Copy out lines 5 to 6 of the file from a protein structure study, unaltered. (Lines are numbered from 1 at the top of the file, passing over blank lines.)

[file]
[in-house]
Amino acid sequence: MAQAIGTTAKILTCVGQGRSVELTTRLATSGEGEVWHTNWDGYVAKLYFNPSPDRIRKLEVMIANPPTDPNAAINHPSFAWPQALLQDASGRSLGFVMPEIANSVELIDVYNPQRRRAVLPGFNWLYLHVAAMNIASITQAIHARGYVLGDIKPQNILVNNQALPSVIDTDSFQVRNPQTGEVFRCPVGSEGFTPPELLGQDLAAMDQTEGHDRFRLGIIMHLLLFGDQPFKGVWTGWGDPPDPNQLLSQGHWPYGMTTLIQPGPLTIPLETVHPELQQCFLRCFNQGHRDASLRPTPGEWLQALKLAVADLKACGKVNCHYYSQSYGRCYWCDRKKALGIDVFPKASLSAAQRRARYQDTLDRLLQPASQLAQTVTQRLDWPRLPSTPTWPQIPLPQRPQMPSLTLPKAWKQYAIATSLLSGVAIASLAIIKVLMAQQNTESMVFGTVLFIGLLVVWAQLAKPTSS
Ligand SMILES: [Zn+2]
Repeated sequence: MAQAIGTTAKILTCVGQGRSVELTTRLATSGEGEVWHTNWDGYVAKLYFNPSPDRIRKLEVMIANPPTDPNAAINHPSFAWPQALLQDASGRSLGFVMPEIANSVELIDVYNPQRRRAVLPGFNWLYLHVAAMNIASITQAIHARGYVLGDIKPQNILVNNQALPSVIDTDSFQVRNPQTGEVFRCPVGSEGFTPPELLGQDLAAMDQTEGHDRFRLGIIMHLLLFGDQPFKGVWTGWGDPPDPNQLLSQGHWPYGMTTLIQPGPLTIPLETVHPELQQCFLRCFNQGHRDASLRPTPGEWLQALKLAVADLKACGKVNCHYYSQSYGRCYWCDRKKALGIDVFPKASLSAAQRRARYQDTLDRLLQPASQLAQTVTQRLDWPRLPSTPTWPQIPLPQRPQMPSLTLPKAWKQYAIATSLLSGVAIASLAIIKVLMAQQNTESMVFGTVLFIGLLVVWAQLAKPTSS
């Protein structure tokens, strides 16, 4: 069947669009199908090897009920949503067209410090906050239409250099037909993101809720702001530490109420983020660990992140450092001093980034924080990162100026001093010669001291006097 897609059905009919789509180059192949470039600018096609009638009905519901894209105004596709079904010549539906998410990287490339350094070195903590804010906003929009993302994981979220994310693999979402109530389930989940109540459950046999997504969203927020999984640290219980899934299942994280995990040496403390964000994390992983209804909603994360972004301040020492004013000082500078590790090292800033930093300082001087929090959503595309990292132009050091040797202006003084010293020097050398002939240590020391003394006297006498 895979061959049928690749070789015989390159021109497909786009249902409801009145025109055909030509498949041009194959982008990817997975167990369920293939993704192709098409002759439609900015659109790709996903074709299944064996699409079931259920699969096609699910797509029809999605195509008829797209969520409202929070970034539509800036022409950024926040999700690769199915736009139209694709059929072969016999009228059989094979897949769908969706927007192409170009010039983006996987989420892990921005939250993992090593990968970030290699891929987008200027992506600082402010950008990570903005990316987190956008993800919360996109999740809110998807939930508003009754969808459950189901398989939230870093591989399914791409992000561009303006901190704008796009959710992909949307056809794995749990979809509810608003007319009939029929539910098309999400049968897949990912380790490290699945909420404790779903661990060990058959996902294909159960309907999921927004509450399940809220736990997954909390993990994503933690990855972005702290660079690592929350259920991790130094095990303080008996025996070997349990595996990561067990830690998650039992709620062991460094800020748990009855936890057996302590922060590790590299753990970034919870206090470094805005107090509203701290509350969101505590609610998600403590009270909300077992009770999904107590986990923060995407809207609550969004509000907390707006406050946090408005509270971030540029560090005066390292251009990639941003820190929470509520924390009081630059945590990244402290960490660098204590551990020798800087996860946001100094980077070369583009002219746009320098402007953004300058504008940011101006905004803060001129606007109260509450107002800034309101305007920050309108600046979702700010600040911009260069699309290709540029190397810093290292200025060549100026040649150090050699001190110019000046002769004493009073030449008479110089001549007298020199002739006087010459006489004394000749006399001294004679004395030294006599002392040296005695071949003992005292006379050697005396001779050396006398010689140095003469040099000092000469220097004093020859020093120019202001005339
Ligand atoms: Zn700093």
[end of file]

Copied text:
């Protein structure tokens, strides 16, 4: 069947669009199908090897009920949503067209410090906050239409250099037909993101809720702001530490109420983020660990992140450092001093980034924080990162100026001093010669001291006097 897609059905009919789509180059192949470039600018096609009638009905519901894209105004596709079904010549539906998410990287490339350094070195903590804010906003929009993302994981979220994310693999979402109530389930989940109540459950046999997504969203927020999984640290219980899934299942994280995990040496403390964000994390992983209804909603994360972004301040020492004013000082500078590790090292800033930093300082001087929090959503595309990292132009050091040797202006003084010293020097050398002939240590020391003394006297006498 895979061959049928690749070789015989390159021109497909786009249902409801009145025109055909030509498949041009194959982008990817997975167990369920293939993704192709098409002759439609900015659109790709996903074709299944064996699409079931259920699969096609699910797509029809999605195509008829797209969520409202929070970034539509800036022409950024926040999700690769199915736009139209694709059929072969016999009228059989094979897949769908969706927007192409170009010039983006996987989420892990921005939250993992090593990968970030290699891929987008200027992506600082402010950008990570903005990316987190956008993800919360996109999740809110998807939930508003009754969808459950189901398989939230870093591989399914791409992000561009303006901190704008796009959710992909949307056809794995749990979809509810608003007319009939029929539910098309999400049968897949990912380790490290699945909420404790779903661990060990058959996902294909159960309907999921927004509450399940809220736990997954909390993990994503933690990855972005702290660079690592929350259920991790130094095990303080008996025996070997349990595996990561067990830690998650039992709620062991460094800020748990009855936890057996302590922060590790590299753990970034919870206090470094805005107090509203701290509350969101505590609610998600403590009270909300077992009770999904107590986990923060995407809207609550969004509000907390707006406050946090408005509270971030540029560090005066390292251009990639941003820190929470509520924390009081630059945590990244402290960490660098204590551990020798800087996860946001100094980077070369583009002219746009320098402007953004300058504008940011101006905004803060001129606007109260509450107002800034309101305007920050309108600046979702700010600040911009260069699309290709540029190397810093290292200025060549100026040649150090050699001190110019000046002769004493009073030449008479110089001549007298020199002739006087010459006489004394000749006399001294004679004395030294006599002392040296005695071949003992005292006379050697005396001779050396006398010689140095003469040099000092000469220097004093020859020093120019202001005339
Ligand atoms: Zn700093």